There was also a mismatch in these articles between the critique of how scientific claims may be used in the media and the quality of the science itself. This appears to underpin the authors’ negative view of ‘surrogate outcomes’, which may not directly support some of the advertising claims but rarely is that the focus of a scientific research question. For example, the authors state “…we are not aware of any major sporting events that use time to exhaustion as the outcome”. Many studies are mechanistic in nature, so time to exhaustion may be preferred to enable steady-state measurements at fixed intensity and/or to better understand physiological responses at the point of fatigue. It is interesting that the authors chose on this occasion to base their argument on sporting events, when their broader critique had targeted the inappropriate marketing of these claims from athletes to the general public. The ability to exercise at a set pace without fatigue might be considered more relevant than time-trials for the wider-majority of individuals, whose exercise intensity is rarely maximal race-pace but rather dictated by the treadmill, running partners and/or team-mates. The military provides an even more poignant example of the value in understanding the ability of all members within a group to sustain a collective pace rather than for the group break ranks according to individual ability.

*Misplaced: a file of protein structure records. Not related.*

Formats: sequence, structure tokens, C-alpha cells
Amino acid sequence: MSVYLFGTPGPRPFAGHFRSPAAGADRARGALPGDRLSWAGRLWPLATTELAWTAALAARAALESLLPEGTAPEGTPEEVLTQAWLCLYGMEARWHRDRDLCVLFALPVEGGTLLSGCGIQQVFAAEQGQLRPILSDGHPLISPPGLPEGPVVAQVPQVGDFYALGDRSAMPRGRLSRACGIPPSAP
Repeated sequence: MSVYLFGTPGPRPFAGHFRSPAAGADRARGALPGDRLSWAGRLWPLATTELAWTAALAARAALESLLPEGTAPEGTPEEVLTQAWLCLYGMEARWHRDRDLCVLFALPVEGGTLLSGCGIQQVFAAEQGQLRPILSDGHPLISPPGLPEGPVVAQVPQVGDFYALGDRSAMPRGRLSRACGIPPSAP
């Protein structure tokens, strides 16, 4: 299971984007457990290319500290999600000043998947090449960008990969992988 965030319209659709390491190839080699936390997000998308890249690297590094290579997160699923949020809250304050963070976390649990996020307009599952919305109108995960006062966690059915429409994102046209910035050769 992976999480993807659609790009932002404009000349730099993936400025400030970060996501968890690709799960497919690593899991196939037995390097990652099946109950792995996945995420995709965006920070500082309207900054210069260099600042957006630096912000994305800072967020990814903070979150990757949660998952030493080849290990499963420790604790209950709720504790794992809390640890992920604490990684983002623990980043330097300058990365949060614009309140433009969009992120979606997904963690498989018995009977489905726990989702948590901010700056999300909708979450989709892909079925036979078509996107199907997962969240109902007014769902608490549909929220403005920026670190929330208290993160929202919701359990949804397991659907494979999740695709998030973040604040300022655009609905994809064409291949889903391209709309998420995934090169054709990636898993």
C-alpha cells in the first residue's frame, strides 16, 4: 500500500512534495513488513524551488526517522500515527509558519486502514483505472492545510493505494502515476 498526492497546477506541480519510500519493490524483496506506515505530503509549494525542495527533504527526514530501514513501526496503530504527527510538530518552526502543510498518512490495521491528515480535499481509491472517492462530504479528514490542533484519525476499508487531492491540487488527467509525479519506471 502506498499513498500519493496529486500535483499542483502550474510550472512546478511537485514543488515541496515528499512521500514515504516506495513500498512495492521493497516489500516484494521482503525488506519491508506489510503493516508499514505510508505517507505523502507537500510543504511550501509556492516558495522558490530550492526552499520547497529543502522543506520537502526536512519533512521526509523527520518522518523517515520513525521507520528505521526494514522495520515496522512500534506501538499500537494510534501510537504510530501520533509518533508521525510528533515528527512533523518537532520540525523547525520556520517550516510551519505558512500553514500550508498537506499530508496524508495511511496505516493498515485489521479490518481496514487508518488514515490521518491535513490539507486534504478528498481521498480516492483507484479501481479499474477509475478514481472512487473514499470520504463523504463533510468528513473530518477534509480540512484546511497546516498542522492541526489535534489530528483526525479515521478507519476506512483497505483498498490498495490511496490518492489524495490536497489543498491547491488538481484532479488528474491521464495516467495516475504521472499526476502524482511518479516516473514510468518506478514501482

Headlines questioning the value of sports products in general are understandably newsworthy in the weeks before the Olympic games but such a broad conclusion is unlikely to apply equally to all supplements, outcomes or populations. A theme running throughout these recent reviews is that large scale trials using a heterogeneous cohort are necessarily superior to multiple smaller but more tightly controlled experiments using a clearly defined homogenous cohort. While the former approach is often necessary for testing the efficacy of drugs or other treatments to be prescribed on a population scale, the use of clearly defined study cohorts not only provides sensitivity to the specific responsiveness of different populations but also permits systematic manipulation of other variables between studies. This approach often reveals far more about the likely mechanisms of action and thus how to maximise the desired outcomes, culminating in more individualised prescriptions. The eventual message is not then so straightforward (‘sports supplements’ do or do not ‘work’) but requires more detailed ‘commentary’ reviews to independently evaluate studies on individual merit and communicate how each contributes to a more complex picture. There are excellent examples of such reviews throughout the sport and exercise science literature.
I fully recognise that the ability to openly express opinions contributes towards healthy scientific debate. However, if the entirety of a body of work is to be labeled of poor quality and at high risk of bias (especially if bringing into question the integrity of those involved) it is essential that the underpinning evaluation is itself comprehensive, of high quality and balanced. In this case, the evidence provided certainly does not justify the strength with which such non-specific and unbalanced opinions were allowed to be communicated on this platform.
Competing interests: A number of my published papers were funded by GlaxoSmithKline and/or included their products. I also produced a report subitted to EFSA on behalf of the British Specialist Nutrition Association to evaluate claims regarding oral rehydration solutions.
Department for Health, University of Bath, Claverton Down, Bath, BA2 7AY